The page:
Chronic Pain Survival Skills

Jennifer Kane
Pain Talks
Published in
4 min readMay 2, 2017


Photo by Li Yang via Unsplash

An excerpt from my new book, Chronic Pain Recovery now available on Amazon, Barnes & Noble, iBooks, Google Play and Kobo.

I want to talk to the people out there who are in so much pain they can’t do anything. They’re not looking to manage their day; they simply want to survive it.

If that’s you, first off, let me start by saying I’m sorry you’re in such a horrible place. Give yourself some major credit for still proactively trying to work on your pain even though you’re so exhausted and beaten down. You, my friend, are amazing. Don’t ever let anyone tell you otherwise.

I want to give you some suggestions of things to do when it’s REAL BAD. You know, when it hurts to breathe or even exist, when all you can do is watch the clock and hope time will pass, because if it does, that means the day will pass and that means your pain might pass eventually, too.

Six activities can serve as your lifeline during these times. These six things may not always make your pain feel better, but invariably they will make your pain feel different, and when things are REAL BAD sometimes “different” will have to suffice.

1. Eating/Drinking. Although your body likely wants comfort food right now, give it “medicine” instead in the form of high quality foods whenever possible (even if that means a banana or a handful of grapes) as well as multiple glasses of water.

2. Sleeping. Sleep whenever you are able. If naps make the time pass, take ’em (especially if your sleep is compromised at night).

3. Showering/bathing. Use it as time for pampering and some self care like applying pain-relieving or anti-inflammatory creams, gels, or patches.

4. Exercising. Even if it’s a slow walk around the living room, try to do something to use your body each day. Like comfort food, lying in one spot all day may seem like pampering, but you are actually making it harder for your body to get better.

5. Meditating. Find some time each day to deeply rest your body (especially if you are not sleeping regularly at night) and quiet your mind. This is the time to remind yourself that your mind is incredibly powerful and can do more to help you recover than you maybe give it credit for.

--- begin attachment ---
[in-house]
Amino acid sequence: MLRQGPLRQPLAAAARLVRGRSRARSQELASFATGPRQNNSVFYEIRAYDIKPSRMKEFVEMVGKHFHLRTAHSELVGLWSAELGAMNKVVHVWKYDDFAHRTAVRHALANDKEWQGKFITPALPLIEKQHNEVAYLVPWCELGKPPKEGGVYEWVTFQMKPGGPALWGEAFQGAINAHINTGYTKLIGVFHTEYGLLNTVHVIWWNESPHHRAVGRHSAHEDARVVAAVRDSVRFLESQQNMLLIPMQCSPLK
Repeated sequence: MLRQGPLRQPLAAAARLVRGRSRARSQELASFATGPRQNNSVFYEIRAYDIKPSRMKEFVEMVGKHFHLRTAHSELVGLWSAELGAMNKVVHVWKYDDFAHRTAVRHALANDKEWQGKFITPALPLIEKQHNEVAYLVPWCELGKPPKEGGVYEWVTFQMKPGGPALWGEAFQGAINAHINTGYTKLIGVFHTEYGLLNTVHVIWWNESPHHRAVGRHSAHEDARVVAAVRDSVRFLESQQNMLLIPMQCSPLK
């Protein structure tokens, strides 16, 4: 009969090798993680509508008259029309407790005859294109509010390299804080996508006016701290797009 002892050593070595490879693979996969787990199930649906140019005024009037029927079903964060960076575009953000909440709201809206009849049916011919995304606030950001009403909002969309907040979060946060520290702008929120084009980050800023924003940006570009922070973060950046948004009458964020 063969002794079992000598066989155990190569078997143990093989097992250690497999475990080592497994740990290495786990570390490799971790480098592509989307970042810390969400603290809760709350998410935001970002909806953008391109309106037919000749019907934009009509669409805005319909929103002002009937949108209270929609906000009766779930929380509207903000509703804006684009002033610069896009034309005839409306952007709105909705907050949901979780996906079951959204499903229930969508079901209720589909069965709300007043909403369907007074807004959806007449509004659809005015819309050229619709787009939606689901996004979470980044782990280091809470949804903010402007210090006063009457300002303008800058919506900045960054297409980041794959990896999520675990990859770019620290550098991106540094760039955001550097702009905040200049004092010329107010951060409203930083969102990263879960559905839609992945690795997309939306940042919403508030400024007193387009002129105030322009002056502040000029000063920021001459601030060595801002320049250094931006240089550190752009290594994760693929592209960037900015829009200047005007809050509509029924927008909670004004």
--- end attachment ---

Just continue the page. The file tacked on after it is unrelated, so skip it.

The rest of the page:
6. Socializing: If you have the means, talk to another human each day. This could be calling a friend, chatting online, or telling a stranger “good morning” at the pharmacy. At the very least, this can distract you from your pain and remind you you’re not alone in the world.

When I was in the bad place, all I did was rotate through these six activities all day. (Because as you already know, when things are bad and you can’t sleep, there is no “night.” “Day” simply lasts forever.)

This pattern got me through some bad hours, and those hours got me through some bad days, and those days eventually got me through some bad weeks. You know what happened then? Slowly, things changed. I’m not even sure I noticed things changing at the time, and you likely won’t either. I mention it because right now, you may be thinking things will never change. I want you to know that that’s the pain talking. This will pass.

Survival steps

Okay, let’s say you buckle down and do the six things above (or other things, if those work better for you). What else should be on your to do list during this difficult time?

  • Call your doctor. Choose the one who is most empathetic and explain how awful things are right now. Tell them you are in crisis and need help immediately.
  • Address your mental health. No, you’re not crazy, but you’re living in a crazy situation and that is putting some serious stress on your mental health. If you feel like you want to opt out and not do this anymore, call the National Suicide Prevention Lifeline at 1–800–273-TALK (8244), or visit If you simply feel like hell, call a friend, visit a chronic pain message board, or find a therapist who will make a house call (your doctor may be able to help with that).
  • Simplify. Ruthlessly cut anything from your life that is not essential. There is nothing you “should” be doing right now other than staying alive. Make self-care your priority, concentrate on the things you can handle, and let go of everything you can’t.
  • Breathe. Don’t think about how you’re going to make the pain go away, or what’s going to happen if your doctor won’t give you the meds you want. Stick your hand on your belly, feel your breath, and remember: you are alive. You can do this. Deep down inside, your body still knows how to work. Give it some time to do its job.

Remember, even if you can only manage the smallest step today, that’s one step farther than where you were yesterday.



Jennifer Kane
Pain Talks

Digital Wellness Coach and Consultant | Author | Speaker| More info at